Being politically savvy in the workplace is a critical leadership skill and one that needs to be seen in a positive, rather than negative light, according to the founder of the Horan Group, Jane Horan.
Speaking to Megan Dalla-Camina in the lead up to the Sustaining Women in Business Conference http://www.swb.com.au/ next month, Horan discussed the importance for women of being politically savvy in the workplace and the need to reframe our thinking on organisational politics.
“It’s critically important for women to just embrace it and understand what politics is all about which, from the literal definition, is building coalitions for the good of the state. That was the original Greek definition. Now it’s about building coalitions for the good of the organisation or team. What’s really important is to underline good and organisation,” says Horan, an author and expert in organisational development who has worked for Kraft Foods, The Walt Disney Company and CNBC in talent and leadership development roles.
Rather than telling your colleagues what you know or what you do, Horan says being politically savvy in the workplace is about communicating how what you do impacts on the team or how it adds value to the organisation.
“What is the value that you’re bringing to the organisation or your team? It doesn’t always have to be about you, the individual. It’s learning how to talk about what we do, our accomplishments and the value to the organisation or team,” she says.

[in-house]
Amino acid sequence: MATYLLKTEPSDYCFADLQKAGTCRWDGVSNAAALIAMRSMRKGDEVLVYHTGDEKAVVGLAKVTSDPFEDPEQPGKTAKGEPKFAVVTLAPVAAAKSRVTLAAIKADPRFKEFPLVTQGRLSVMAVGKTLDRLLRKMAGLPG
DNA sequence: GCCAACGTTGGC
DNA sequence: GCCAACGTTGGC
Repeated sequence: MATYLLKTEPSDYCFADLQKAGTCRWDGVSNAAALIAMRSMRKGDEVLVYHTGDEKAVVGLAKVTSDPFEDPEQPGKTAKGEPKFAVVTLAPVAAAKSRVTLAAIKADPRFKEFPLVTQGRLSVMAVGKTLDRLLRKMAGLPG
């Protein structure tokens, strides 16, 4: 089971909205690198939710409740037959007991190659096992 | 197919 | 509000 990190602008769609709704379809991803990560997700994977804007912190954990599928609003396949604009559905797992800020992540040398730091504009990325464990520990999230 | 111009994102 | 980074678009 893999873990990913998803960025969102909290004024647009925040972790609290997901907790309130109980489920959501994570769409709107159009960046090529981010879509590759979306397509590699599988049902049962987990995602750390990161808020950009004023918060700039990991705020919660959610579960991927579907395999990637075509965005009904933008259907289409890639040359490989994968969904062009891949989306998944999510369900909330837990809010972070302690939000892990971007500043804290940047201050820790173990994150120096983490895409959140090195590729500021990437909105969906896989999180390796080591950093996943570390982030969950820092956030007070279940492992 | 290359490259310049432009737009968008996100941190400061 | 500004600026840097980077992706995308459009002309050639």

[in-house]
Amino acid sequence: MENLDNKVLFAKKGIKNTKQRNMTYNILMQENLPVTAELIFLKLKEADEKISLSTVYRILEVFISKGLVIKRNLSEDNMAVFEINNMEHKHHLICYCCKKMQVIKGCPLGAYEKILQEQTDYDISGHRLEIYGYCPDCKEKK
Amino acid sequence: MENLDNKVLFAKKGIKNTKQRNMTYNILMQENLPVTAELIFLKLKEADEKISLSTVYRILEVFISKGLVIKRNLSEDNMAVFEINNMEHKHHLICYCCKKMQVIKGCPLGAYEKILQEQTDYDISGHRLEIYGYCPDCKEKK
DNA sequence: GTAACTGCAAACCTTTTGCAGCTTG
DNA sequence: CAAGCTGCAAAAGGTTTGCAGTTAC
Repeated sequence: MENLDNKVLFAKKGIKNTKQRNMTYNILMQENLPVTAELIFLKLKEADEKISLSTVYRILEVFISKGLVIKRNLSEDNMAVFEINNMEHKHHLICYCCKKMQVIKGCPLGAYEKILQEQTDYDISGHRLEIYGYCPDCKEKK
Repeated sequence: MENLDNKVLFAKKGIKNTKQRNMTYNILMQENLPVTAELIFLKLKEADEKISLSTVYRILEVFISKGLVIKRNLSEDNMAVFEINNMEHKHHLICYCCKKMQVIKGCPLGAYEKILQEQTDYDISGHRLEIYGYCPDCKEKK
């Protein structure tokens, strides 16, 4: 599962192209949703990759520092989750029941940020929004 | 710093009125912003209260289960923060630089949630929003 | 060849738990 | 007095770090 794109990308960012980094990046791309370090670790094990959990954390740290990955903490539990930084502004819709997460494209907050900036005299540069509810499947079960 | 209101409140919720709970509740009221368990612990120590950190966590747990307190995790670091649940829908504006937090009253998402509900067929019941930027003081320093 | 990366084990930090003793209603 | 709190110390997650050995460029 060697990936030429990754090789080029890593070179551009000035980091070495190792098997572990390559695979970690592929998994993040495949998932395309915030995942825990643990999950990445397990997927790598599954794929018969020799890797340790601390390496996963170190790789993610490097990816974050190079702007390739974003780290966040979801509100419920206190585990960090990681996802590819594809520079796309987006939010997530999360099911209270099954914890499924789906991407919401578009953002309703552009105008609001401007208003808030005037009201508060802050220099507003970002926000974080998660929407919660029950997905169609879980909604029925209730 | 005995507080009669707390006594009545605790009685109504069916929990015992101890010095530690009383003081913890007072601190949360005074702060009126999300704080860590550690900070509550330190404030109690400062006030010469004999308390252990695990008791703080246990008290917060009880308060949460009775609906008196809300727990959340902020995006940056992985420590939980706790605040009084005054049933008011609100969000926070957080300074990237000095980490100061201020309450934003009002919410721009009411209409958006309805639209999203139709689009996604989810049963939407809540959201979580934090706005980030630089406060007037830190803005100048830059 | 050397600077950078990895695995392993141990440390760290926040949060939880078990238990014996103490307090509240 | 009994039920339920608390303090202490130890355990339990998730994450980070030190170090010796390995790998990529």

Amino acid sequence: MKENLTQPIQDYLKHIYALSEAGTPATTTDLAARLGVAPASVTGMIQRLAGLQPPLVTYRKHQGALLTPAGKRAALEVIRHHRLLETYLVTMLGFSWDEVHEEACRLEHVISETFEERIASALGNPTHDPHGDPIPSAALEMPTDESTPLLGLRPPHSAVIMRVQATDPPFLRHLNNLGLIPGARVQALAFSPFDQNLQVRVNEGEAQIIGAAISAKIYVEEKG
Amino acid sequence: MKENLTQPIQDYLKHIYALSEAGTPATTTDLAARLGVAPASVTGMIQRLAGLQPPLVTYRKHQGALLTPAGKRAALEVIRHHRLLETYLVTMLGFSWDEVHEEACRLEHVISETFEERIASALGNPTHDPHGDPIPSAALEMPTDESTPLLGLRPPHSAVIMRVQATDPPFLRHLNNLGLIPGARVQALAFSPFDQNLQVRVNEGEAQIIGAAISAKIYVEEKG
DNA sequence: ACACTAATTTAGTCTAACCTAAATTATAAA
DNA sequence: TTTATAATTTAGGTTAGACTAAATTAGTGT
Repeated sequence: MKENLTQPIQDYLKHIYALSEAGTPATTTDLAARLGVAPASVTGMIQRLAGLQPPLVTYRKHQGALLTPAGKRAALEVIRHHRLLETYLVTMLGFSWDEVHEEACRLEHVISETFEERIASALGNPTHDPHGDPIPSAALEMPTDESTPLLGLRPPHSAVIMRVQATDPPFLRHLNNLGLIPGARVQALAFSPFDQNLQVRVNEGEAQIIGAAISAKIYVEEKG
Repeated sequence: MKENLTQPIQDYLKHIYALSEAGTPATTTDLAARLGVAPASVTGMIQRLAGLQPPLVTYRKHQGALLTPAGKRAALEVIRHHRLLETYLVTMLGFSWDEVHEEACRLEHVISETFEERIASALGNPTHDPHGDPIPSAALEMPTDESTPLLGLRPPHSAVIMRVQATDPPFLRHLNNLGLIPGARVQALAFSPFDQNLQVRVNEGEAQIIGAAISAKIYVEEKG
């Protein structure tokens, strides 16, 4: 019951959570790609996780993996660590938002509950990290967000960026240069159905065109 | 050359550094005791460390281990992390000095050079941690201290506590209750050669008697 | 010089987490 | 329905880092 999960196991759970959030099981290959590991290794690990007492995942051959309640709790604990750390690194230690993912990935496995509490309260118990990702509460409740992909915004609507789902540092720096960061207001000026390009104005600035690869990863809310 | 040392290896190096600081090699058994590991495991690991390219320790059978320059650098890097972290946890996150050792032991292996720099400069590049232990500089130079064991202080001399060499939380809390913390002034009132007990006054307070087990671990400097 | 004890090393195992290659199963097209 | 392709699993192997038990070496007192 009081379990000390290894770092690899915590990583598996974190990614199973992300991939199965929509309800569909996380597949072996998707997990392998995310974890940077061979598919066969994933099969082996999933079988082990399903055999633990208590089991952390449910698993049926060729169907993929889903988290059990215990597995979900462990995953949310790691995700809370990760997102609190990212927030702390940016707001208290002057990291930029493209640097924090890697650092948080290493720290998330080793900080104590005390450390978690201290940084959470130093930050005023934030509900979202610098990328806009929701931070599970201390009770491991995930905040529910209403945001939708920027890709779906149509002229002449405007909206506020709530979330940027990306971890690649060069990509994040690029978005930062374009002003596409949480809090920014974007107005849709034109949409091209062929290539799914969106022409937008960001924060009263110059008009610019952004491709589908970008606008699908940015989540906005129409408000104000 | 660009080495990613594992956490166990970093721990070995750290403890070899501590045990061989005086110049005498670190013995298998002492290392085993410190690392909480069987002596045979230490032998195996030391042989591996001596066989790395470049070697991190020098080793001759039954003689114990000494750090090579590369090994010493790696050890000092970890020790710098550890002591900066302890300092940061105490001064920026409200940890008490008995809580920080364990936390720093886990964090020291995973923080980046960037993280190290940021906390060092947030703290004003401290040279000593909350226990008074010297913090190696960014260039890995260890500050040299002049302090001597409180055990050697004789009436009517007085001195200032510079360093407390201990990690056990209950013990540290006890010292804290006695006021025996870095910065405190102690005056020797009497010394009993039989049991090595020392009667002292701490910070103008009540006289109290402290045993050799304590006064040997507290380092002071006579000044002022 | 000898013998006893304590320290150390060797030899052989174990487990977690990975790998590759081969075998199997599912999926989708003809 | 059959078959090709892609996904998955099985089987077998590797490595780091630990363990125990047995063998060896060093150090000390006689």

According to Horan, women are naturally good at making connections and building communities. However, once we get inside an organisation, we often focus too much on our technical skills and forget the softer, more relationship-focused skills, which are the “driving force” behind organisations, particularly at the leadership level.
Horan says being politically savvy is about making connections and building a community and using that community for support, to help us think more strategically about our careers and to give us feedback when we’re off base or headed in the wrong direction.
Another issue affecting women and their presence in leadership positions, according to Horan, is the use of the word ‘ambition’, the misunderstandings around it and the reluctance to use it among many women.
“I found that this word that Sheryl Sandberg talks a lot about – being ambitious or how ambitious you are – has very different implications across the many cultures of Asia and there’s a lot of research that says … it can be the kiss of death for women,” she says.
Noting how many women are uncomfortable discussing their ambitions, Horan says when a woman uses the word ambition in the workplace, it often flies in the face of people’s traditional view of women as nurturing and humble.
“So when this behaviour comes out about ‘I am ambitious’ and this is what I want to do, it has a negative connotation, it has a negative impact on women,” she says.
For Horan, Sheryl Sandberg’s work has been “incredibly powerful” because she’s “got men listening” and people leaning in all over the world.
“It’s such a powerful moment, but there are still some cultural differences and some biases and old mindsets which still permeate organisations,” she says.
Working to encourage the development of organisational savviness as a key leadership skill, Horan says being savvy is about looking at the nuances across an organisation, looking at the dynamics, the relationships and the interconnections.
“This is something women do naturally. Women are typically more intuitive, but when we get inside work, what we do is we see being savvy as a negative and shy away from it when this is actually what you need to do to get ahead.”
Jane Horan is speaking at the Sustaining Women in Business conference in October.
Listen to the full podcast with Megan Dalla-Camina and Jane Horan by pressing play on the media player below, or listen over at SWB.